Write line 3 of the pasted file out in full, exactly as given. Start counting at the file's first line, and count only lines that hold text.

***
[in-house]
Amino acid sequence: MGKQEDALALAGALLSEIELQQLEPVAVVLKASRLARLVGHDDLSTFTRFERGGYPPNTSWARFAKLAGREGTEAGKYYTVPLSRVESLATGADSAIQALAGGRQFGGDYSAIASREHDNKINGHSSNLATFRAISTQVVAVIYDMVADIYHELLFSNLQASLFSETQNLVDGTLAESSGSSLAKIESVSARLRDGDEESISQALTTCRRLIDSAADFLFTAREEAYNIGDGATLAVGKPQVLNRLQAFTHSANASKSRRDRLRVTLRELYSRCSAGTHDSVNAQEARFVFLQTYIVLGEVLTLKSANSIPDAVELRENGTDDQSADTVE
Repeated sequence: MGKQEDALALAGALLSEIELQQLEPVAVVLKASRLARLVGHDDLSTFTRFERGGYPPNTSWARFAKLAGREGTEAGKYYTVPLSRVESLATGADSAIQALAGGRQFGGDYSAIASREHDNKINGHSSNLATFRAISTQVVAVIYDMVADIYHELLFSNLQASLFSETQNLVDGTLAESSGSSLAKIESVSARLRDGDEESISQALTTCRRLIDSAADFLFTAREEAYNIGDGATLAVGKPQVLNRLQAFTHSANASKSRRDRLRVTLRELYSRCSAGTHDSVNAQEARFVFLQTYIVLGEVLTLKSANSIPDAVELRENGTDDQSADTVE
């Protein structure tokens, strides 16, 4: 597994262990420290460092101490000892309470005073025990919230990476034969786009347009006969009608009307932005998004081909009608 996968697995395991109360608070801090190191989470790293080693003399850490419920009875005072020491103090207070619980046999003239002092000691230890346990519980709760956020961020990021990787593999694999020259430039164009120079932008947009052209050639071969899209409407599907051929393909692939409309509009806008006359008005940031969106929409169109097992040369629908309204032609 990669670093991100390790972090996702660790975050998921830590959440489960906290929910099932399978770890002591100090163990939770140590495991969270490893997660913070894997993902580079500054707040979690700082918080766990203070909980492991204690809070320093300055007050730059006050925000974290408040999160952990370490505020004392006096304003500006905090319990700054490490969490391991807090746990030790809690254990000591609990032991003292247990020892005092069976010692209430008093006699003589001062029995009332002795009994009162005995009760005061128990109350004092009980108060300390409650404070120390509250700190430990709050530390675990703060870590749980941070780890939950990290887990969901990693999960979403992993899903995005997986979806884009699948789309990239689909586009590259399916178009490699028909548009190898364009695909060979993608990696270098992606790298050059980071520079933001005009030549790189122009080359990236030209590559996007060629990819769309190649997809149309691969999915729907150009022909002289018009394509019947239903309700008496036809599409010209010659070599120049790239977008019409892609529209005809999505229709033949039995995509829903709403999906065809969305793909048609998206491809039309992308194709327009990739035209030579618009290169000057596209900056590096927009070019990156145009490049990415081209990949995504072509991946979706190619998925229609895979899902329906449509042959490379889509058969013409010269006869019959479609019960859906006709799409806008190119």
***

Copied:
Repeated sequence: MGKQEDALALAGALLSEIELQQLEPVAVVLKASRLARLVGHDDLSTFTRFERGGYPPNTSWARFAKLAGREGTEAGKYYTVPLSRVESLATGADSAIQALAGGRQFGGDYSAIASREHDNKINGHSSNLATFRAISTQVVAVIYDMVADIYHELLFSNLQASLFSETQNLVDGTLAESSGSSLAKIESVSARLRDGDEESISQALTTCRRLIDSAADFLFTAREEAYNIGDGATLAVGKPQVLNRLQAFTHSANASKSRRDRLRVTLRELYSRCSAGTHDSVNAQEARFVFLQTYIVLGEVLTLKSANSIPDAVELRENGTDDQSADTVE